The Florida Fish and Wildlife Conservation Commission is investigating the sewage dumps in St. Pete that occurred August amid an extreme rain event.
The agency’s law enforcement division confirmed the investigation Friday, according to the Tampa Bay Times. A spokesperson told the Times they couldn’t release much more information because the investigation is ongoing.
“I’m disappointed that I’m having to learn about this from a member of the public and the media,” said City Council member Steve Kornell.
In all, the city dumped more than 31 million gallons of either raw or partially treated sewage into Tampa Bay, Clam Bayou and Frenchman’s Creek at the Eckerd College campus, off the Pinellas Bayway.
It was first reported that 15 million gallons of raw sewage were dumped into the environmentally sensitive Clam Bayou near Boca Ciega Bay and more than 1 million gallons dumped into Tampa Bay.
It was later discovered that another 15 million gallons of partially treated sewage was also dumped.
The lack of communication prompted outrage in the community.
“The public deserves to know everything,” Kornell said. “There should not be a cover-up.”
The Times reported that the mayor’s office was unaware of the investigation when contacted Friday. However, a conversation with Rick Kriseman’s communication director, Ben Kirby, revealed that the city had been aware of an investigation since mid-August, but hadn’t heard anything since then.
An email sent to St. Pete Assistant Attorney Kim Streeter on September 14 shows the agency was in the process of closing out its investigation.
“I am preparing to close out my investigation; however, I have a couple of minor issues that should be discussed,” an email from investigator Darryl Garman said.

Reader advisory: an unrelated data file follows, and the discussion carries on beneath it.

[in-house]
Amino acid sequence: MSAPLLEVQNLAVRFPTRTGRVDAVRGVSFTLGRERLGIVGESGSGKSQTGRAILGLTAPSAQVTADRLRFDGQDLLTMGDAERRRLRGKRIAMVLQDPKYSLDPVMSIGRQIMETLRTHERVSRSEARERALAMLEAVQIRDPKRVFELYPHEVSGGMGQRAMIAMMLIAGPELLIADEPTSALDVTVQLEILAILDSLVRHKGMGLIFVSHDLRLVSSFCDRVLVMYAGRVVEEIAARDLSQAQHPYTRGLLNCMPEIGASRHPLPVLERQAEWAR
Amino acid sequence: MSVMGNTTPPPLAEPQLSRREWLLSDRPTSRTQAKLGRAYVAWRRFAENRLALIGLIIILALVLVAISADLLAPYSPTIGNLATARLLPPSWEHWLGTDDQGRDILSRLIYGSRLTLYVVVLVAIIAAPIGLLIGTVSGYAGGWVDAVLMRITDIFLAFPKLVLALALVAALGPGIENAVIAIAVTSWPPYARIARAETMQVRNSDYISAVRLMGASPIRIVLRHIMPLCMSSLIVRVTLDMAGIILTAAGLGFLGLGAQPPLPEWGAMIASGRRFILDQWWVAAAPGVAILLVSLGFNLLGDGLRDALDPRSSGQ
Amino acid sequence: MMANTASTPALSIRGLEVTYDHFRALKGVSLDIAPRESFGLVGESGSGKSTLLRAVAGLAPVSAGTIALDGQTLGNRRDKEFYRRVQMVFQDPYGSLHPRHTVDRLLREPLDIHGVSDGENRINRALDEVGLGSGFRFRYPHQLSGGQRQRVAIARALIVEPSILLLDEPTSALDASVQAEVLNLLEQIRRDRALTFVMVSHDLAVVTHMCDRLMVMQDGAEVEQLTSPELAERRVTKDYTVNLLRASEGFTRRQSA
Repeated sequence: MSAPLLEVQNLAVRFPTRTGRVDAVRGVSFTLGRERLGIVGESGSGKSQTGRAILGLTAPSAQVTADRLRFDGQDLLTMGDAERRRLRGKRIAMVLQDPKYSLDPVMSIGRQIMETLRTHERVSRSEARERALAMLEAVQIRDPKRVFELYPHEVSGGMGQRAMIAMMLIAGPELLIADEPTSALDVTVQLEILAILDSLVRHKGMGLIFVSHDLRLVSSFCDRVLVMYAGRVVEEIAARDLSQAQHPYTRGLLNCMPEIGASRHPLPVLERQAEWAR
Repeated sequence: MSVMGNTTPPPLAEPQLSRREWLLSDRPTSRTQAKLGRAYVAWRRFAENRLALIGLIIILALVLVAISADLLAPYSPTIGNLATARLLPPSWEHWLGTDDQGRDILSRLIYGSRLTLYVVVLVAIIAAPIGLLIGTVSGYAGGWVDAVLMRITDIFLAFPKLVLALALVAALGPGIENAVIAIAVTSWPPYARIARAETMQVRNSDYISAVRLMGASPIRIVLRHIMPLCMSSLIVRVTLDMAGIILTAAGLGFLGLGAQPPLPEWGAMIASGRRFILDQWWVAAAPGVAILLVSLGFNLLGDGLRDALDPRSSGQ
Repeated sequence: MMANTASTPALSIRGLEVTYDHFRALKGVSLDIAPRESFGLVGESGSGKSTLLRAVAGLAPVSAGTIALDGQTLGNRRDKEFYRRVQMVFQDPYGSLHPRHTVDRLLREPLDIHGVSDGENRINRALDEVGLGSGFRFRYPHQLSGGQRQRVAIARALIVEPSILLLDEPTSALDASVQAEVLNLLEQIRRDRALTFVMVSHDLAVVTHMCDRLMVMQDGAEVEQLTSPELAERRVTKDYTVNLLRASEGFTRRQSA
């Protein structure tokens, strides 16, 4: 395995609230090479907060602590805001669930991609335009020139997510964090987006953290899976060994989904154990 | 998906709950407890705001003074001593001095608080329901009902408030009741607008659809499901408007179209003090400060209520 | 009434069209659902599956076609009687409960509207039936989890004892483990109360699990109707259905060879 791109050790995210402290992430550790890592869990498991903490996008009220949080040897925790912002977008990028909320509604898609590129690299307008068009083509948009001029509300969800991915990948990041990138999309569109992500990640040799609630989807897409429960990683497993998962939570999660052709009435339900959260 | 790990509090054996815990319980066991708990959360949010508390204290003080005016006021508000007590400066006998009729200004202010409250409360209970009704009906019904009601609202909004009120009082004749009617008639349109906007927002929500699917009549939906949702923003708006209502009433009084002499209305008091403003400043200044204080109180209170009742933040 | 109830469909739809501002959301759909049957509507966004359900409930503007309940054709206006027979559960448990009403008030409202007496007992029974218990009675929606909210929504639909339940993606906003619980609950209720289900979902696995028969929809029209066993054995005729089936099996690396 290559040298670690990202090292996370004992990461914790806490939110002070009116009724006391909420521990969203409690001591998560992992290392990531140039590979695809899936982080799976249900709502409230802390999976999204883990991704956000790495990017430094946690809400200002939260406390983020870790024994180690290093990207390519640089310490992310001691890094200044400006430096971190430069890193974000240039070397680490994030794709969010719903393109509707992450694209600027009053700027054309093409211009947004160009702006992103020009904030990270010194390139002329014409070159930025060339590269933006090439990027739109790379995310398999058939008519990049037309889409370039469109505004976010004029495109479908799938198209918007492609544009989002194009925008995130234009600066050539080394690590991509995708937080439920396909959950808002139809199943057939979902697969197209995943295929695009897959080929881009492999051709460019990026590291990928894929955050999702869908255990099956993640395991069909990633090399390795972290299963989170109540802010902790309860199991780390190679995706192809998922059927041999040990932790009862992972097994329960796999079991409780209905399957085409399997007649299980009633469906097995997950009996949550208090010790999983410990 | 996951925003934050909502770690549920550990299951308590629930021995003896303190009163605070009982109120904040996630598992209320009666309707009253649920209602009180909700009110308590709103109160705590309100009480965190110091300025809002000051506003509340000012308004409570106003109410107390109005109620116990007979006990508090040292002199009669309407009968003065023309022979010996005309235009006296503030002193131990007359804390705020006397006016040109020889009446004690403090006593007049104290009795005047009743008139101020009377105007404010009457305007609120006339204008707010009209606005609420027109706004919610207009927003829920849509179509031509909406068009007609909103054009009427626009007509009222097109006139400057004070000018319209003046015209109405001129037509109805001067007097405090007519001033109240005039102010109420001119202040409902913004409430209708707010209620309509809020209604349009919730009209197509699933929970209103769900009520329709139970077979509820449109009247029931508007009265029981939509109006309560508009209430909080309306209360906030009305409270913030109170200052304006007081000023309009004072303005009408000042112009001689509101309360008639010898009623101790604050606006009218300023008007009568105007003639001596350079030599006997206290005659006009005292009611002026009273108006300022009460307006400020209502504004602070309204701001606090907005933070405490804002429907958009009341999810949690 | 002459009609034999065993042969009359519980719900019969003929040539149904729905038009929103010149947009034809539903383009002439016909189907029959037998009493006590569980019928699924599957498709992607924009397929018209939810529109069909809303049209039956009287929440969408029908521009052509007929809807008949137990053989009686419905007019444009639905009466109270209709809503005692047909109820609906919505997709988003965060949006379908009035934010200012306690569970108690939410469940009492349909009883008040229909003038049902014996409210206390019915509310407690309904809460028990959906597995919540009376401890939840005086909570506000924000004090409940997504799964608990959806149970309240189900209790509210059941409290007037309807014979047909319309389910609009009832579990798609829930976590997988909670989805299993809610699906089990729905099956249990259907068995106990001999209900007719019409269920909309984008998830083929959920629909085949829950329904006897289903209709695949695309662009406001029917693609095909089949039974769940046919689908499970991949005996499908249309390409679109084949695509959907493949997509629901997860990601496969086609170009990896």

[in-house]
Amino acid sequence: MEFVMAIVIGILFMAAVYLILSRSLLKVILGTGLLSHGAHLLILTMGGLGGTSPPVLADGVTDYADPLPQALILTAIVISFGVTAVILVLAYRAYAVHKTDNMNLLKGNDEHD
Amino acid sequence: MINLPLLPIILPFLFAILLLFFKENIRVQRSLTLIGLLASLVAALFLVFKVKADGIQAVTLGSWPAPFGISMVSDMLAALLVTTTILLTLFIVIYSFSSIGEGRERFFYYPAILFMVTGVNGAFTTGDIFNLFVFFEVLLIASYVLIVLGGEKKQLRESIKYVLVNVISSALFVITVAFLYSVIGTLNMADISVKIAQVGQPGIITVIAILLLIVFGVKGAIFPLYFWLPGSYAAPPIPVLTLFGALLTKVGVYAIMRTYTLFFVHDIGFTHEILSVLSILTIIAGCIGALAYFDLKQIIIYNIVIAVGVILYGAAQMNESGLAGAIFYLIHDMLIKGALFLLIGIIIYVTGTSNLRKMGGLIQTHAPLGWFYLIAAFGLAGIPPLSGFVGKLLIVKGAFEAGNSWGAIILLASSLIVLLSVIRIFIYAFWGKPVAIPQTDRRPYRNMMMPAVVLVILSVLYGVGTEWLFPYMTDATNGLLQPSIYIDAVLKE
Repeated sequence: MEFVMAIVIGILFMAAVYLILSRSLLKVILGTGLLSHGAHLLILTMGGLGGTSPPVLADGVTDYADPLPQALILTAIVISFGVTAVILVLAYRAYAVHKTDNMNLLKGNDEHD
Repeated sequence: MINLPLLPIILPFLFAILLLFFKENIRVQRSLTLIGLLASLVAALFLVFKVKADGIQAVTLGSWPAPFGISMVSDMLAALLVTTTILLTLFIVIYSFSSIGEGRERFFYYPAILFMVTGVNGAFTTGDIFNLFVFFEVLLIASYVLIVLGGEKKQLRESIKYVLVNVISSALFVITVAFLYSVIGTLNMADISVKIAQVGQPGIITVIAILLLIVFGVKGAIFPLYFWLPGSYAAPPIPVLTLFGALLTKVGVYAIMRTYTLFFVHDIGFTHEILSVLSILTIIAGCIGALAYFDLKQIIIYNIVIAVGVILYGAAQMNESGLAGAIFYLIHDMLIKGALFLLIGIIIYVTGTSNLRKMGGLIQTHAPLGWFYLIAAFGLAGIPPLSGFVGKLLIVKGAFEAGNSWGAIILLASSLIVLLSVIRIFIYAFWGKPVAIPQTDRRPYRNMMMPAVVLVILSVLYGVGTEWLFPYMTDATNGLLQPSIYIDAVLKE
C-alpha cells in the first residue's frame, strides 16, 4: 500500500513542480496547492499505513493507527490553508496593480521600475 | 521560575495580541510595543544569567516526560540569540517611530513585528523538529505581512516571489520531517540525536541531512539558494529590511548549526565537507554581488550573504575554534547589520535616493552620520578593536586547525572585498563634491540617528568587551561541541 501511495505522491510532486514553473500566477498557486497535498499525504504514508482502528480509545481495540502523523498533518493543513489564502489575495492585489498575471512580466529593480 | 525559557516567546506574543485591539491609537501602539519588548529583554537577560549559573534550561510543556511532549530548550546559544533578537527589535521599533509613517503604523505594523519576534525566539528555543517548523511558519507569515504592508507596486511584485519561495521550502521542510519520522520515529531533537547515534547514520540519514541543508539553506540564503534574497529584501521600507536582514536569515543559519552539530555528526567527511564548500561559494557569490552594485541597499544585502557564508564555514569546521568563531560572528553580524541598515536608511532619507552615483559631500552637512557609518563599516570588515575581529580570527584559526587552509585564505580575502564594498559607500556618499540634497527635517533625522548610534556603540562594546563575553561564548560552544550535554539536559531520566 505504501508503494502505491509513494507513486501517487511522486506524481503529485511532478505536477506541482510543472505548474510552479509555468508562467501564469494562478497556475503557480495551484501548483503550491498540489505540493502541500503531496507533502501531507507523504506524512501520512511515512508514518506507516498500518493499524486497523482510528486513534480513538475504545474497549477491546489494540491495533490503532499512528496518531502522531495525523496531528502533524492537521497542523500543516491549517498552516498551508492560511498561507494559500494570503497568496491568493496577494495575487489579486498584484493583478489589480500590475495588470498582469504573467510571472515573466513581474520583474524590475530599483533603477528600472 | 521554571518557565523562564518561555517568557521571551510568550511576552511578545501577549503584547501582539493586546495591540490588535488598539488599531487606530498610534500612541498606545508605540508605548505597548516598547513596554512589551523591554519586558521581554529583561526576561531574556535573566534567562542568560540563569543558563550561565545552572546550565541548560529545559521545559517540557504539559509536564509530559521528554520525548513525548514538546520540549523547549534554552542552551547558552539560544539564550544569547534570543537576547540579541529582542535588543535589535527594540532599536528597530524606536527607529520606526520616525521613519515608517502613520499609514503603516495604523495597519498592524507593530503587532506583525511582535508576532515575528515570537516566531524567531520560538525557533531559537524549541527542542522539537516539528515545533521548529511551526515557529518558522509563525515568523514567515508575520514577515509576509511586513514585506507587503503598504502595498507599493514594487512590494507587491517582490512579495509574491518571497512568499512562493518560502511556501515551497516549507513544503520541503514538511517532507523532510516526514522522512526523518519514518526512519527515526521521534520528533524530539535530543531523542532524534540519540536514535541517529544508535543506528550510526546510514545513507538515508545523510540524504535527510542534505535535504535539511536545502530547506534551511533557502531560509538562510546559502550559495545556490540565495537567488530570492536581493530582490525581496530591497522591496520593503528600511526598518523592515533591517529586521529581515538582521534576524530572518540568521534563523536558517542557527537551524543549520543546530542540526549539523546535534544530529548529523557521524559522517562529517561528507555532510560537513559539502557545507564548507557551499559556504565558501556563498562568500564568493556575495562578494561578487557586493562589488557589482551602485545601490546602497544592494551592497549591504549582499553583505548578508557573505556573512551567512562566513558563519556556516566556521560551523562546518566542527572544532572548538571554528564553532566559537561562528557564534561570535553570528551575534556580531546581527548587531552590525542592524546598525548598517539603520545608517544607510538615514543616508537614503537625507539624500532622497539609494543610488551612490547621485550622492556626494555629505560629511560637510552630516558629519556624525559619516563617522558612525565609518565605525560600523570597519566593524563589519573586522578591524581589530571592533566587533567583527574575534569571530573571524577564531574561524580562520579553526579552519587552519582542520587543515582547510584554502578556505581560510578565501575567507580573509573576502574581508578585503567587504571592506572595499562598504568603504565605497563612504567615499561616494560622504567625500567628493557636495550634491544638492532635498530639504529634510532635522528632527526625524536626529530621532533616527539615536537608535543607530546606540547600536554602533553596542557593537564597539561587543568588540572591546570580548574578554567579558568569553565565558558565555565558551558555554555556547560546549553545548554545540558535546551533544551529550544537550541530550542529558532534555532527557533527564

The city had sent a timeline of what transpired leading up to and following the dump.
That timeline shows that at 9 p.m. on August 2 five million gallons of reject water – water that is partially treated – began to overflow. It pointed out that the water had “undergone high-level disinfection and was within the turbidity requirements of reclaimed water.” However because the water had not yet been filtered it could not be classified as reclaimed water.
The city made the decision to allow overflow to continue at its Eckerd College stormwater system because “at this time of day, the evening peak normally begins to drop off.”
The timeline then shows that at 10:30 a.m. the next morning raw wastewater began overflowing “multiple manholes.” Later that morning the city made the decision to start utilizing pumps “to control the overflow.”
The city reported to the investigator that phone calls were made to Eckerd College and City of Gulfport staff in the early afternoon.
City Council is now grappling with how to improve the city’s stormwater system. It’s widely believed that the dump may have been avoided had the city not prematurely closed a water treatment facility at Albert Whitted Airport.
“We can’t go back, but we can make sure it doesn’t happen again,” Kornell said. “I don’t think we’re there yet.”
According to the Times the Florida Department of Environmental Protection said it would not be fining the city for the dump because it occurred while the area was under a state of emergency declared by Gov. Rick Scott.
Other municipalities had trouble with excess stormwater during the rain event. In Tampa, sewage in some areas seeped through manholes in city streets.
St. Pete officials had said that’s what they were trying to avoid by diverting overflow.
Public works administrator Mike Connors abruptly resigned following the issue.